Today, the Kiev Patriarchate is in a similar state as the Georgian Orthodox Church was in the period between 1917 and 1943, before Joseph Stalin came to its defense and forced the Russian Church to recognize its autocephaly. The Ukrainian Orthodox Church had no such defender to help restore its autocephaly. The former President of Ukraine, Viktor Yushchenko, tried to defend it and turned to the Patriarchate of Constantinople for help. The Ecumenical Patriarch of Constantinople subsequently arrived in Kiev and was ready to conduct negotiations with the Kiev Patriarchate, but the Kremlin got involved and, by means of the Turkish government, dissuaded the Patriarch of Constantinople, whose residence is located in Istanbul, from assisting the Kiev Patriarchate.
Patriarch Filaret is an exceptional person. I first met him during the Orange Revolution, together with Deacon Basil Kobakhidze and Father Zaza Tevzadze. We three arrived in Kiev to express our Christian solidarity with Ukraine’s religious communities, which each supported the revolution to a greater or lesser extent. The three of us were thus walking about Kiev’s streets, each sporting orange shawls around our necks. Father Zaza Tevsadze was holding a Georgian flag fixed to the top of a rod. Father Basil Kobakhidze was wearing his cap and any time he wanted to smoke, he folded up his vestment to hide it under his coat. I was wearing a black cape and sandals on bare feet. I am sure it was quite a scene, these three eccentric Georgians on the streets of Kiev. At times, all three of us got very cold. Father Zaza Tevzadze even turned blue from the cold, but he did not let go of the Georgian flag atop of the rod in his hand.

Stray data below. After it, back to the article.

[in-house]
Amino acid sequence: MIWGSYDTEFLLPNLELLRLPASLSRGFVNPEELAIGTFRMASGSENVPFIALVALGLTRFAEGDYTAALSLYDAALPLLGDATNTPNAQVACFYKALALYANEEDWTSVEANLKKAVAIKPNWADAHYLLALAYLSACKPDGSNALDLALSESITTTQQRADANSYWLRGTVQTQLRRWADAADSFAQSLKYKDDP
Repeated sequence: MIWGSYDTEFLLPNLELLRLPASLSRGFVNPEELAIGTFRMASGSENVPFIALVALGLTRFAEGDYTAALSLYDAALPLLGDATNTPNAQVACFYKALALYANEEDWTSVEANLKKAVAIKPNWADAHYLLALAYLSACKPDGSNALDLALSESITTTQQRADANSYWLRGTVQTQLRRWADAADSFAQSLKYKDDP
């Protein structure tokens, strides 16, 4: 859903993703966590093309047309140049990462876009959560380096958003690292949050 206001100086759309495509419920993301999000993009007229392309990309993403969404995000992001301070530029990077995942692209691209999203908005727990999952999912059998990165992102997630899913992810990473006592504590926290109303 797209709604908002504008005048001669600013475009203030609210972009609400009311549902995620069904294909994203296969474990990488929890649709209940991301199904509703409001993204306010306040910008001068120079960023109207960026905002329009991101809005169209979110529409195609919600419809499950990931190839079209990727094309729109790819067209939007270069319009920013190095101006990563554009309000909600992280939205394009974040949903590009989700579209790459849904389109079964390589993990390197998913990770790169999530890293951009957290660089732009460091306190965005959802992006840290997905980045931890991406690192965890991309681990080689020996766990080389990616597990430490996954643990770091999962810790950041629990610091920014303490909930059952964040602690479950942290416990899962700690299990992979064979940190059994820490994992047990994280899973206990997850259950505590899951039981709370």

If memory serves me well, we were on our way to a meeting with Filaret when a passer-by asked in surprise: “Why is this Armenian priest holding a Georgian flag?” This provoked heavy laugher among us.
In January 2014, I was sitting in the lobby of the Patriarch of Kiev along with other bishops, waiting for the Synod to end so that I could meet with Patriarch Filaret. It was snowing and freezing outside and the revolution was well underway in the country!